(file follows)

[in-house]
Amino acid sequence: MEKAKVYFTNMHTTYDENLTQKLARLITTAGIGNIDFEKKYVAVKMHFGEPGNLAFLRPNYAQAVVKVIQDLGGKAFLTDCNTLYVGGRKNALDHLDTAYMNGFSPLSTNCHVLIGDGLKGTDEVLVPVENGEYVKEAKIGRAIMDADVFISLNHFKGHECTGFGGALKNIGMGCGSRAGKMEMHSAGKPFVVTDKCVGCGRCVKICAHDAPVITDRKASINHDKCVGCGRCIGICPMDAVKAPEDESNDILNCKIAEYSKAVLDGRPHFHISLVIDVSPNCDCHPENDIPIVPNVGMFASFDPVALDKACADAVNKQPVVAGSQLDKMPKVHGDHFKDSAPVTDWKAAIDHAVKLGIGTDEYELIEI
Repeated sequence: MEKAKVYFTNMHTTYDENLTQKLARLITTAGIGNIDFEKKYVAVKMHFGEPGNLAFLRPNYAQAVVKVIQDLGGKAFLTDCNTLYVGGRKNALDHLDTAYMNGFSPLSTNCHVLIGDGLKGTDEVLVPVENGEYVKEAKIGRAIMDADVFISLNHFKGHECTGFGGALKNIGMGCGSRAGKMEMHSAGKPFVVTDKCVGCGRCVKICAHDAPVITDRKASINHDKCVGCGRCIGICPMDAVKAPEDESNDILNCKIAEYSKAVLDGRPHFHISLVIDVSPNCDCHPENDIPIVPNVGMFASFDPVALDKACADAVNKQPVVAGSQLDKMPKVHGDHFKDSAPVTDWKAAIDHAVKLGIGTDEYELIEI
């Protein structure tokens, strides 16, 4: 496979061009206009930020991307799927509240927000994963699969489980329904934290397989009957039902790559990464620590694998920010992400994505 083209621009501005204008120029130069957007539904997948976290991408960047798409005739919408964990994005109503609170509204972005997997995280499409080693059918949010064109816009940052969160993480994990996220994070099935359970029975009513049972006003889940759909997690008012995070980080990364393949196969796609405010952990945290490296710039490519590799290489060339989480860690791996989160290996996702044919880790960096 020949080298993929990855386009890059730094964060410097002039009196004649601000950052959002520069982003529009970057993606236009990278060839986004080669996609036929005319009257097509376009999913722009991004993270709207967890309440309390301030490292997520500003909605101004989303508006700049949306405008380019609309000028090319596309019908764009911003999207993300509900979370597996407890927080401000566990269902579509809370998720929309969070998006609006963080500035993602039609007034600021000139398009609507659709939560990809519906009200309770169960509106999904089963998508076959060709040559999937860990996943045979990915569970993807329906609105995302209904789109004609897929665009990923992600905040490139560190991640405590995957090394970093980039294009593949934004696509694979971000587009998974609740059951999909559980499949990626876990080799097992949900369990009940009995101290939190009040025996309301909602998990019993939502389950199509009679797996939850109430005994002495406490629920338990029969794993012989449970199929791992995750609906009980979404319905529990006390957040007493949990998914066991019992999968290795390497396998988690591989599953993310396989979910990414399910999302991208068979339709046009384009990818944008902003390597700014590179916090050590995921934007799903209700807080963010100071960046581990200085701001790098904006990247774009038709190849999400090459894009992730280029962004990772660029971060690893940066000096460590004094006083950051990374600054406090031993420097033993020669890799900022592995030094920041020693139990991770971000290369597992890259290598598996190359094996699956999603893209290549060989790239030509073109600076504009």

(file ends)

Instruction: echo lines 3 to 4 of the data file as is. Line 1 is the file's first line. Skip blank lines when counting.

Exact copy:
Repeated sequence: MEKAKVYFTNMHTTYDENLTQKLARLITTAGIGNIDFEKKYVAVKMHFGEPGNLAFLRPNYAQAVVKVIQDLGGKAFLTDCNTLYVGGRKNALDHLDTAYMNGFSPLSTNCHVLIGDGLKGTDEVLVPVENGEYVKEAKIGRAIMDADVFISLNHFKGHECTGFGGALKNIGMGCGSRAGKMEMHSAGKPFVVTDKCVGCGRCVKICAHDAPVITDRKASINHDKCVGCGRCIGICPMDAVKAPEDESNDILNCKIAEYSKAVLDGRPHFHISLVIDVSPNCDCHPENDIPIVPNVGMFASFDPVALDKACADAVNKQPVVAGSQLDKMPKVHGDHFKDSAPVTDWKAAIDHAVKLGIGTDEYELIEI
């Protein structure tokens, strides 16, 4: 496979061009206009930020991307799927509240927000994963699969489980329904934290397989009957039902790559990464620590694998920010992400994505 083209621009501005204008120029130069957007539904997948976290991408960047798409005739919408964990994005109503609170509204972005997997995280499409080693059918949010064109816009940052969160993480994990996220994070099935359970029975009513049972006003889940759909997690008012995070980080990364393949196969796609405010952990945290490296710039490519590799290489060339989480860690791996989160290996996702044919880790960096 020949080298993929990855386009890059730094964060410097002039009196004649601000950052959002520069982003529009970057993606236009990278060839986004080669996609036929005319009257097509376009999913722009991004993270709207967890309440309390301030490292997520500003909605101004989303508006700049949306405008380019609309000028090319596309019908764009911003999207993300509900979370597996407890927080401000566990269902579509809370998720929309969070998006609006963080500035993602039609007034600021000139398009609507659709939560990809519906009200309770169960509106999904089963998508076959060709040559999937860990996943045979990915569970993807329906609105995302209904789109004609897929665009990923992600905040490139560190991640405590995957090394970093980039294009593949934004696509694979971000587009998974609740059951999909559980499949990626876990080799097992949900369990009940009995101290939190009040025996309301909602998990019993939502389950199509009679797996939850109430005994002495406490629920338990029969794993012989449970199929791992995750609906009980979404319905529990006390957040007493949990998914066991019992999968290795390497396998988690591989599953993310396989979910990414399910999302991208068979339709046009384009990818944008902003390597700014590179916090050590995921934007799903209700807080963010100071960046581990200085701001790098904006990247774009038709190849999400090459894009992730280029962004990772660029971060690893940066000096460590004094006083950051990374600054406090031993420097033993020669890799900022592995030094920041020693139990991770971000290369597992890259290598598996190359094996699956999603893209290549060989790239030509073109600076504009």